Four Questions with Alex Rosenfeld, Founder and CEO of Tasted Menu
Have you ever had a cookie so good at Flour Bakery + Café you wanted to tell people about it? Have you ever wondered where to find the best French onion soup in town? Well, so did Alex Rosenfeld, the creator behind Tasted Menu Boston, a community-generated website that combines dish reviews and photos from its passionate user community (Tasted) and a proprietary, company-generated culinary taxonomy and menu database (Menu). Oh, and according to Tasted Menu, the best-reviewed cookie at Flour Bakery + Cafe is the Valrhona double chocolate chip cookie, and the best French onion soup can be found at Brasserie JO.
What inspired you to start this website?
I was finishing my MBA at Harvard Business School and had a moment of inspiration when I was with friends at Ten Tables in Jamaica Plain. The truth is I was probably procrastinating and avoiding doing my schoolwork. I was on the computer looking through different websites for nearly 15 minutes trying to decide on what to eat at the restaurant, and it occurred to me that the average diner isn’t willing to sift through different web sites and pages to find the information. Tasted Menu provides reviews for specific dishes. It serves as a starting point, so the diner can ask, “What’s good to eat here?” and can also ask, “Where can I find the best so-and-so?”
I’ve noticed PR people sneaking onto review sites to promote their own restaurants. Do you have some sort of screening process to ensure that doesn’t happen?
There are a couple of things that make us different which protect us from PR people. There is a level of granularity on our site, so it’s hard to game the system. On Tasted Menu they would have to review dish after dish after dish, which makes things less viable. Sure, someone may do it eventually, but the algorithms we have note the expertise and activity of people on our site. An active user carries more weight.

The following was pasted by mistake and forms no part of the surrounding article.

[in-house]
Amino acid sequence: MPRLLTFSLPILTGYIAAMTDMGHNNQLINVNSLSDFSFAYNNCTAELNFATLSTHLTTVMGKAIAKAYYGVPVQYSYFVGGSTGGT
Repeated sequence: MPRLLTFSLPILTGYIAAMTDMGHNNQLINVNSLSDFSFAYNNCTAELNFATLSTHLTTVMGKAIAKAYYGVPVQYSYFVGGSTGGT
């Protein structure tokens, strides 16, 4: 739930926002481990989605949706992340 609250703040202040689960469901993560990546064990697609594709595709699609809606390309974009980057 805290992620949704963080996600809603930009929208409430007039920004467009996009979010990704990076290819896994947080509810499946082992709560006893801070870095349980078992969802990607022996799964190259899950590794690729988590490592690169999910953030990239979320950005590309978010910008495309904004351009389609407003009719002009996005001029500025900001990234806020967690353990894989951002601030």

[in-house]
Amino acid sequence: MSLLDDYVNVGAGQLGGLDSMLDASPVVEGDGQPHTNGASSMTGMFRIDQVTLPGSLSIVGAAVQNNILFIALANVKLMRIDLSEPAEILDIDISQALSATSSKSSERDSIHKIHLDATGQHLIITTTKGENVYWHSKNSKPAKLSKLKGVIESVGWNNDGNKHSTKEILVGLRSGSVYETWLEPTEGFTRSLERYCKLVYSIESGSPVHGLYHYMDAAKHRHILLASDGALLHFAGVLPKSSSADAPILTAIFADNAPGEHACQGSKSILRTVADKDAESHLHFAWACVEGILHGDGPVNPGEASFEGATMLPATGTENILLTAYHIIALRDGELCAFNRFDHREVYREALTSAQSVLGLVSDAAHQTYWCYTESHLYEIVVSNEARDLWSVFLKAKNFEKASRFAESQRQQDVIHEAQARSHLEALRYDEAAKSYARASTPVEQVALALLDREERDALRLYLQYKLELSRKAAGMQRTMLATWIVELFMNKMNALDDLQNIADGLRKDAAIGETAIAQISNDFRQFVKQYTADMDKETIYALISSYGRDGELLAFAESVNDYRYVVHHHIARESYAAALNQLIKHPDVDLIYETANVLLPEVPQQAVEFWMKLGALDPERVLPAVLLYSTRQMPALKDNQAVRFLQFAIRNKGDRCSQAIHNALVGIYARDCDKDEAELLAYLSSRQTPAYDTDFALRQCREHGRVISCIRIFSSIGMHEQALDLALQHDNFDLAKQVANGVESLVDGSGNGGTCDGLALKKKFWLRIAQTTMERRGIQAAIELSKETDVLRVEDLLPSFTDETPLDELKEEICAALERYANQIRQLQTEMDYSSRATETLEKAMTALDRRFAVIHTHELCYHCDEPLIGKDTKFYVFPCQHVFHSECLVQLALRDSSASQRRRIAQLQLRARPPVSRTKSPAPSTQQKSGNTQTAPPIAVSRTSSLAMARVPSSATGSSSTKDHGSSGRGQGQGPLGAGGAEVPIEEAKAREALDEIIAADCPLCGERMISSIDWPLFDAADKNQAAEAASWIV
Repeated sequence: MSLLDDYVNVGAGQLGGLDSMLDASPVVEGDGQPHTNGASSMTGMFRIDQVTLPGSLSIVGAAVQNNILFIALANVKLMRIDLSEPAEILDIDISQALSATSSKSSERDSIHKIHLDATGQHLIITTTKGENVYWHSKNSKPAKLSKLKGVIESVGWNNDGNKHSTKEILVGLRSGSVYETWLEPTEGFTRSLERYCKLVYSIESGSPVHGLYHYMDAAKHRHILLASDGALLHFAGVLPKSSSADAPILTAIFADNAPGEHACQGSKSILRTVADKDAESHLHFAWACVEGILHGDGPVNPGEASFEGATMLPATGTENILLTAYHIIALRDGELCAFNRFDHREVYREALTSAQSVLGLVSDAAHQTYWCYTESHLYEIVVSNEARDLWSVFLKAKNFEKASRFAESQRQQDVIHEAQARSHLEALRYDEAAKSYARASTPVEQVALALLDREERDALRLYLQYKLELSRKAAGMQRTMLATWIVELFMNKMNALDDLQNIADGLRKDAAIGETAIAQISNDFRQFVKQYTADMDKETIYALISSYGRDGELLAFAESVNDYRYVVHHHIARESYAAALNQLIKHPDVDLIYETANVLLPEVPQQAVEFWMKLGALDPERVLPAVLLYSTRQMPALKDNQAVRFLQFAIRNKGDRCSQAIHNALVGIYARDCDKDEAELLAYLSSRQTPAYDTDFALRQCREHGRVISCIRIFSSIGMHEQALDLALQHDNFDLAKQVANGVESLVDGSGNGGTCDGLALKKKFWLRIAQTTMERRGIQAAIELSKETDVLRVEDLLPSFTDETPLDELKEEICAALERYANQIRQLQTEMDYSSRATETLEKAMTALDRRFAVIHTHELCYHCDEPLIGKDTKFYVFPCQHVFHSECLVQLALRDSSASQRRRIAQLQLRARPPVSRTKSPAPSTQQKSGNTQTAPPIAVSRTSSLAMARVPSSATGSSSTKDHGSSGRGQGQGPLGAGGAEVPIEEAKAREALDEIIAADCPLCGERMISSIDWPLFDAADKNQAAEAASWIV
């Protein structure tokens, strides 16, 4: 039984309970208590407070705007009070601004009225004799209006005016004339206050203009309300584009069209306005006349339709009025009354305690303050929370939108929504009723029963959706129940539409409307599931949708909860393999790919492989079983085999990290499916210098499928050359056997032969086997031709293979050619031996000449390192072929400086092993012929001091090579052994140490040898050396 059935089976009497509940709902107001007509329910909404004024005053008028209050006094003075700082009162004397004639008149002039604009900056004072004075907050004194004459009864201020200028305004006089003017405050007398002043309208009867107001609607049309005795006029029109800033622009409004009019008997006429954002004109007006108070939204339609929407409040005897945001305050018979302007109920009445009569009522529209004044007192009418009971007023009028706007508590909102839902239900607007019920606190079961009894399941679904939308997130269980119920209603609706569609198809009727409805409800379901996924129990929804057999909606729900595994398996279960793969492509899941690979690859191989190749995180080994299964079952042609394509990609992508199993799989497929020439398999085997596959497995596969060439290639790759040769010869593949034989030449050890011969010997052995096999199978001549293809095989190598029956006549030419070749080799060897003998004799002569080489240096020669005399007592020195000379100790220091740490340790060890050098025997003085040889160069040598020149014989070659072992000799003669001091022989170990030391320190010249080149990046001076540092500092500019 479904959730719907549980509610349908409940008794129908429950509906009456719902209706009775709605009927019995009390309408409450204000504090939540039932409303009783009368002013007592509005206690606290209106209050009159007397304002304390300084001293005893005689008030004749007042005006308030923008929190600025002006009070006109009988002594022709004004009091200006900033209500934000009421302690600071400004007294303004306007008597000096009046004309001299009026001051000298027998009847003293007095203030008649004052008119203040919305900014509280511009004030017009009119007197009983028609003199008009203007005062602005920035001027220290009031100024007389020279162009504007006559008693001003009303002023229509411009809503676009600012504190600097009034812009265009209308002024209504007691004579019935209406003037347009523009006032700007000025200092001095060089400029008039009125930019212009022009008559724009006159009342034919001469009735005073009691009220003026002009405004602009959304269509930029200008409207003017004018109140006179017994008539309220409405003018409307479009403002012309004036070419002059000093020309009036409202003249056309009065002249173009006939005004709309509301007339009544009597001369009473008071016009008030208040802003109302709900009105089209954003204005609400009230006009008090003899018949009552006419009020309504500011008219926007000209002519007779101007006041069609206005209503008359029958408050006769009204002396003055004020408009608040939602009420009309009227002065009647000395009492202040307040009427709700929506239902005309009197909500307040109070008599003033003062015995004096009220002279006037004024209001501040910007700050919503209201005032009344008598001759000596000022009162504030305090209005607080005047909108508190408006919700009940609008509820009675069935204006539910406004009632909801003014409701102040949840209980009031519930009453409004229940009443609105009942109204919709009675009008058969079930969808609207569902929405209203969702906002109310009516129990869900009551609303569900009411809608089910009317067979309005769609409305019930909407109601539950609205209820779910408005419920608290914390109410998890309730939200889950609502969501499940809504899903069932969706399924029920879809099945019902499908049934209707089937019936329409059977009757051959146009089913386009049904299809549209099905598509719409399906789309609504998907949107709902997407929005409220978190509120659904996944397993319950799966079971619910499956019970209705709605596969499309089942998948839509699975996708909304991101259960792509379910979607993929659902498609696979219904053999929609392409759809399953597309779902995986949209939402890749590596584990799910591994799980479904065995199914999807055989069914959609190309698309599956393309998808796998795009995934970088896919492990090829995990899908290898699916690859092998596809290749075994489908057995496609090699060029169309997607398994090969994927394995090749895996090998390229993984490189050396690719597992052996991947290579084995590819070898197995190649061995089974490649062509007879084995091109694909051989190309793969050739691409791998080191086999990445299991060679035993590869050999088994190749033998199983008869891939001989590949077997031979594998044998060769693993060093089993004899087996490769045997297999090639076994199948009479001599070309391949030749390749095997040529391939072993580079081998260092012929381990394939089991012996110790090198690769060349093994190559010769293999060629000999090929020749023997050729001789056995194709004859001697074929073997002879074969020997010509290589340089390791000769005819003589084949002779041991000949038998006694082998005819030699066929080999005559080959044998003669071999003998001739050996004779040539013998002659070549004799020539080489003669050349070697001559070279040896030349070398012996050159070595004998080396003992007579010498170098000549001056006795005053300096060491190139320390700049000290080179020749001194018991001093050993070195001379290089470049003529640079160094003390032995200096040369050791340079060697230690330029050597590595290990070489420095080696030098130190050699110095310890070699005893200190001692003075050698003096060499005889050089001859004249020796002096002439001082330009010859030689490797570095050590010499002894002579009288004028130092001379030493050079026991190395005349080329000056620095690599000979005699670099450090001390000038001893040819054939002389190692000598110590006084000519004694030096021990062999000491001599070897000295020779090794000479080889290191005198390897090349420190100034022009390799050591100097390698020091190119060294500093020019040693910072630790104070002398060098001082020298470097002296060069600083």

Why do you think food has become such a hot topic?
There are a couple of things: First, people love talking about food and not just in culinary terms, but through this explosion of social media. Second, technology, more specifically on the mobile front, allows information to be shared with friends and followers. This drives enthusiasm. It helps that food is so visual and mobile devices allow diners to snap photos.
What’s your favorite “Jewish” food?
It's not classically Jewish, but I'm a sucker for a good corned beef on rye sandwich. Always with mustard. Always with a root beer or cream soda. I grew up on Long Island, where I was lucky to be surrounded by some of the best Jewish delis imaginable. That luck seems to continue, as I now live in the Coolidge Corner area and am able to take advantage of spots like Michael's Deli and Zaftigs. It's probably part of the reason why I chose to settle down in this part of Boston!
Four Questions is a weekly interview column featuring interesting people connected with the greater Boston Jewish community. Find past columns here. Have an idea of someone we should interview? Email Molly!